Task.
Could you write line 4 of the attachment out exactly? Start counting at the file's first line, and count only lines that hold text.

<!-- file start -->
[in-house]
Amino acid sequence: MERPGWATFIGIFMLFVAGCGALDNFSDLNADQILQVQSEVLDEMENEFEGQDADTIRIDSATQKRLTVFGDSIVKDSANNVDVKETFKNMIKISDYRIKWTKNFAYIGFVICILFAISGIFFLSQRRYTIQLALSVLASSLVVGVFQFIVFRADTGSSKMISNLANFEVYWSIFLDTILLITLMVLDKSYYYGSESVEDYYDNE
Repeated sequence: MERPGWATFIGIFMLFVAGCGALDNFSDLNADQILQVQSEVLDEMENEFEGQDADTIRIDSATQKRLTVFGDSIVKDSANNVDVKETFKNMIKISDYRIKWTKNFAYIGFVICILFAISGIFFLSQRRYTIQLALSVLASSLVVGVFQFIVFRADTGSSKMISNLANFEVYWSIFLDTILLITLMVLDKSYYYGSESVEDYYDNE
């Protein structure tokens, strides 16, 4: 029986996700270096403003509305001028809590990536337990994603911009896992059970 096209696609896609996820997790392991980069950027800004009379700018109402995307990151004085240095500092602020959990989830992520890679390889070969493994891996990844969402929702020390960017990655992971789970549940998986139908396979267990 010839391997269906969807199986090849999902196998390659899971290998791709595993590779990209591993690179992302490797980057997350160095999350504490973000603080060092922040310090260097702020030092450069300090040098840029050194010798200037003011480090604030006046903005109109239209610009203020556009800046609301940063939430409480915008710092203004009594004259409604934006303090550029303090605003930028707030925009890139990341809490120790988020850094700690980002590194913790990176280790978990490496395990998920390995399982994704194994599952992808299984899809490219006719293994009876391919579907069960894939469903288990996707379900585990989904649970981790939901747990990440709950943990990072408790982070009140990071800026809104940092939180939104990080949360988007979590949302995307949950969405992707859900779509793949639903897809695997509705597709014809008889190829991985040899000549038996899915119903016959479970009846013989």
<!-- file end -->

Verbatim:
């Protein structure tokens, strides 16, 4: 029986996700270096403003509305001028809590990536337990994603911009896992059970 096209696609896609996820997790392991980069950027800004009379700018109402995307990151004085240095500092602020959990989830992520890679390889070969493994891996990844969402929702020390960017990655992971789970549940998986139908396979267990 010839391997269906969807199986090849999902196998390659899971290998791709595993590779990209591993690179992302490797980057997350160095999350504490973000603080060092922040310090260097702020030092450069300090040098840029050194010798200037003011480090604030006046903005109109239209610009203020556009800046609301940063939430409480915008710092203004009594004259409604934006303090550029303090605003930028707030925009890139990341809490120790988020850094700690980002590194913790990176280790978990490496395990998920390995399982994704194994599952992808299984899809490219006719293994009876391919579907069960894939469903288990996707379900585990989904649970981790939901747990990440709950943990990072408790982070009140990071800026809104940092939180939104990080949360988007979590949302995307949950969405992707859900779509793949639903897809695997509705597709014809008889190829991985040899000549038996899915119903016959479970009846013989």